Section 201(d) of the Copyright Act states that “[t]he ownership of a copyright may be transferred in whole or in part by any means of conveyance or by operation of law, and may be bequeathed by will or pass as personal property by the applicable laws of intestate succession.” A “conveyance,” other than a means of moving something from one place to another, is a fancy legal term for a written document. So if Jack and Jill want something other than a 50-50 split, they’ve got to put that in writing.

Some of you who are paying attention may have noticed the reference to an “undivided” interest in the copyright. If you’re wondering what that means, it’s the reason why Jack and Jill each own half of the words and music, even though they didn’t contribute to both parts of the song. Let me explain.

Copyrights, along with patents and trademarks (and a few other things) are often referred to as “intellectual property” or “intangible property.” And the laws for such non-physical property were developed from principles of law relating to tangible property like land (real property), which go back many hundreds of years.

Let’s say that instead of writing a song, Jack and Jill decide to buy a house. Now that “house” consists of the land that the house sits on, the front and back yards (yes, with shrubbery), and the building itself. Maybe it’s like the house I grew up in, a post-war split-level on a quarter acre in the ‘burbs. So, what do Jack and Jill own?

They are “joint tenants,” meaning they have an “undivided” interest in the property. Unless they’ve entered into some weird agreement, both Jack and Jill each have free and unfettered use (and joint ownership) of the whole house (not just the first or second floors) and also all of the front and back yards. So if Jack later sells his 50% interest in the house to June, he’s selling his 50% share in the whole thing, not just the second floor and the front yard, for example. That’s what we mean by an undivided interest in property.

“Joint” authors of a work own an undivided interest in the whole work, even if each author contributes only a discrete portion of the work. That’s why Jack and Jill each own 50% of both the words and music to the song they wrote together.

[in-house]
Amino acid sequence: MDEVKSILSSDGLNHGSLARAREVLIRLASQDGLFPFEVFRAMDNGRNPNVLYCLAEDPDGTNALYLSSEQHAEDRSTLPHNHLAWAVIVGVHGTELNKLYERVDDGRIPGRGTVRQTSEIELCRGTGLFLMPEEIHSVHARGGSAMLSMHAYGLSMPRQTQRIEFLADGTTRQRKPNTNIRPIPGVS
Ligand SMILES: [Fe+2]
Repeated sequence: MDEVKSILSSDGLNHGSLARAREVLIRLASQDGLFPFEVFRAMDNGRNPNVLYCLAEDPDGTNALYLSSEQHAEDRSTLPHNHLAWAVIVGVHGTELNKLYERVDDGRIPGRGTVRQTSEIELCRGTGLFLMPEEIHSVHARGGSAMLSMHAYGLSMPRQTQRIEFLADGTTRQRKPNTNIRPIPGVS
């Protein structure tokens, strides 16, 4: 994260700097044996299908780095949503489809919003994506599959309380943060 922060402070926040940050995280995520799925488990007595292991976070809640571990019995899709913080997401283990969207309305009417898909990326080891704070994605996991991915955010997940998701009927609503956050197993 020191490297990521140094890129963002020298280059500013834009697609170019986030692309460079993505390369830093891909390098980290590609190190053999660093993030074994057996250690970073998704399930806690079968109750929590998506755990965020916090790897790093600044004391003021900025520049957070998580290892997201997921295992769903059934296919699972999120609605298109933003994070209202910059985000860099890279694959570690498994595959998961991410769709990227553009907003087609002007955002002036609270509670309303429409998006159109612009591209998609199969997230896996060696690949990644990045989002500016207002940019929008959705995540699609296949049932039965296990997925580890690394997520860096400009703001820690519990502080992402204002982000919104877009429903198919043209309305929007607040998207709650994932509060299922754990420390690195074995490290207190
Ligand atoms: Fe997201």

So, let’s say Jack and Jill have a hit on their hands. And unbeknownst to Jack, Jill gets an offer to license the song for use in a new blockbuster movie: The Franchised Five, Part Six. Under what circumstances can Jill do the deal?

A) She must get Jack’s permission and also pay him his fair share of the proceeds.
B) She doesn’t need to tell Jack jack and she can pocket all the dough.
C) She doesn’t need Jack’s permission but she still has to pay him his cut.
D) She can license only her 50% interest in the song.

O.K., you probably figured the answer is C. But how many of you thought it should be A or D? In the absence of an agreement to the contrary, Jack and Jill, having an undivided 50% interest in the song, can each license the whole song (words and music and not just their 50% interest), subject, however, to a duty to account to the other joint author(s) and pay them an amount equal to their interest in the work. So Jill doesn’t have to get Jack’s permission, but she still would need to pay him 50% of the license fee, corresponding to his 50% ownership in the song.

Now, let’s say someone does an instrumental cover of the song and that, too, becomes a hit. CDs and downloads are sold, and the instrumental version is performed live and is broadcast over the radio and streamed over the Internet. Who gets paid the mechanical royalties for the sales and downloads, and who gets paid for the public performances? I think you know the answer: Absent a written agreement to the contrary, both Jack and Jill, as writers of a “joint work” should both get paid. Similarly, both writers should get paid when just the lyrics to the song are re-printed.

I’m sure many of my clever readers can come up with all kinds of scenarios, like Jack licensing the song to McDonalds without Jill’s permission and Jill licensing the tune to Burger King without telling Jack. Since advertisers usually want some sort of exclusivity, it may be that both agreements would be valid, but both McDonalds and Burger King could sue our songwriters for breach of contract.

Parenthetically, what if, instead of collaborating on a new song with Jill, Jack wanted to write a song using a poem that Jill had previously published in a periodical? Since Jill’s poem is a separate, pre-existing work, Jack’s use of Jill’s poem would not constitute a joint work. And just as Jack would have to get permission to arrange Jennifer’s pre-existing orchestral piece for a ukulele quartet, he would need to get Jill’s permission to set her lyrics to music.

But getting back to our collaborating songwriters, we can see that there are many reasons (e.g., Jack is a genius musician but Jill’s a much better businessperson) that collaborators should have contracts to spell out who can do what and to whom. And they should consult an experienced lawyer to help identify and document all areas of concern.

Moreover, many collaboration (and music publishing) agreements state that each party separately administers his own share, meaning you’ve got to get everyone’s permission. And the collaboration issues get particularly tricky when you’re dealing with works like operas and musicals or performing groups like string quartets and new music ensembles. Perhaps that’s a topic for another post.